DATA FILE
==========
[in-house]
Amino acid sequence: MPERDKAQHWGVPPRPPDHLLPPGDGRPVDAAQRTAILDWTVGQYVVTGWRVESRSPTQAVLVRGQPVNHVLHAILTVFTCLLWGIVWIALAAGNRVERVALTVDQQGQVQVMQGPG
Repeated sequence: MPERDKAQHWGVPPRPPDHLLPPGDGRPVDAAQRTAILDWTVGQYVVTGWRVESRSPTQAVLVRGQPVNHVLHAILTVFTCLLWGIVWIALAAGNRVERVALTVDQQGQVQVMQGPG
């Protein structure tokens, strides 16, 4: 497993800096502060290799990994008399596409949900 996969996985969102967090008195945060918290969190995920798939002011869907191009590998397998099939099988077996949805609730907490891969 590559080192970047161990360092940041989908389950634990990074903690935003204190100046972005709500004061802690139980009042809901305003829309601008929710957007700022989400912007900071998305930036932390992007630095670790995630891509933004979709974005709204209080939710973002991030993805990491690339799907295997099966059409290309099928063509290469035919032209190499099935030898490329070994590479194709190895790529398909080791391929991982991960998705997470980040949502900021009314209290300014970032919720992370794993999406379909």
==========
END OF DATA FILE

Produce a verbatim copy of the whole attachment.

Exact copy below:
[in-house]
Amino acid sequence: MPERDKAQHWGVPPRPPDHLLPPGDGRPVDAAQRTAILDWTVGQYVVTGWRVESRSPTQAVLVRGQPVNHVLHAILTVFTCLLWGIVWIALAAGNRVERVALTVDQQGQVQVMQGPG
Repeated sequence: MPERDKAQHWGVPPRPPDHLLPPGDGRPVDAAQRTAILDWTVGQYVVTGWRVESRSPTQAVLVRGQPVNHVLHAILTVFTCLLWGIVWIALAAGNRVERVALTVDQQGQVQVMQGPG
């Protein structure tokens, strides 16, 4: 497993800096502060290799990994008399596409949900 996969996985969102967090008195945060918290969190995920798939002011869907191009590998397998099939099988077996949805609730907490891969 590559080192970047161990360092940041989908389950634990990074903690935003204190100046972005709500004061802690139980009042809901305003829309601008929710957007700022989400912007900071998305930036932390992007630095670790995630891509933004979709974005709204209080939710973002991030993805990491690339799907295997099966059409290309099928063509290469035919032209190499099935030898490329070994590479194709190895790529398909080791391929991982991960998705997470980040949502900021009314209290300014970032919720992370794993999406379909």